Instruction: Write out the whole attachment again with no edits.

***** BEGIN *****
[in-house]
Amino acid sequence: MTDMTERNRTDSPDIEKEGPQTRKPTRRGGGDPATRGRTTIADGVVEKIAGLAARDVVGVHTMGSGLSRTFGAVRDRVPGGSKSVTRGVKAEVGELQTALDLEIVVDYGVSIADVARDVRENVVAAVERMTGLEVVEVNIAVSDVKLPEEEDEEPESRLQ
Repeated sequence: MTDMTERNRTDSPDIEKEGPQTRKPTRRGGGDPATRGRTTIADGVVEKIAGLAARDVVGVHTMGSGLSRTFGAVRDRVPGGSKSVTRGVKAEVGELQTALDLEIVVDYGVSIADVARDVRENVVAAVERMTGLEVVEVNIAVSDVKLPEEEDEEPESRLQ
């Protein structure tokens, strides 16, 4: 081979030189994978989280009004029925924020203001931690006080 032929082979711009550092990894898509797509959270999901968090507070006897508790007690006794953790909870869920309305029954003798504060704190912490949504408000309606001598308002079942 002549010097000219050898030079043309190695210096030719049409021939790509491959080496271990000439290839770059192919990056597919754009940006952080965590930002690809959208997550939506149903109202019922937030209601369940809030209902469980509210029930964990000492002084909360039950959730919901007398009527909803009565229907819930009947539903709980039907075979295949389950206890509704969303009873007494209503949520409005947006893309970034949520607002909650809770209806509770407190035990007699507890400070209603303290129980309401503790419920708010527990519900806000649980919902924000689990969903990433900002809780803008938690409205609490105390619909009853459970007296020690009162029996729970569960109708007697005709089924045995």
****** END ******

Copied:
[in-house]
Amino acid sequence: MTDMTERNRTDSPDIEKEGPQTRKPTRRGGGDPATRGRTTIADGVVEKIAGLAARDVVGVHTMGSGLSRTFGAVRDRVPGGSKSVTRGVKAEVGELQTALDLEIVVDYGVSIADVARDVRENVVAAVERMTGLEVVEVNIAVSDVKLPEEEDEEPESRLQ
Repeated sequence: MTDMTERNRTDSPDIEKEGPQTRKPTRRGGGDPATRGRTTIADGVVEKIAGLAARDVVGVHTMGSGLSRTFGAVRDRVPGGSKSVTRGVKAEVGELQTALDLEIVVDYGVSIADVARDVRENVVAAVERMTGLEVVEVNIAVSDVKLPEEEDEEPESRLQ
């Protein structure tokens, strides 16, 4: 081979030189994978989280009004029925924020203001931690006080 032929082979711009550092990894898509797509959270999901968090507070006897508790007690006794953790909870869920309305029954003798504060704190912490949504408000309606001598308002079942 002549010097000219050898030079043309190695210096030719049409021939790509491959080496271990000439290839770059192919990056597919754009940006952080965590930002690809959208997550939506149903109202019922937030209601369940809030209902469980509210029930964990000492002084909360039950959730919901007398009527909803009565229907819930009947539903709980039907075979295949389950206890509704969303009873007494209503949520409005947006893309970034949520607002909650809770209806509770407190035990007699507890400070209603303290129980309401503790419920708010527990519900806000649980919902924000689990969903990433900002809780803008938690409205609490105390619909009853459970007296020690009162029996729970569960109708007697005709089924045995």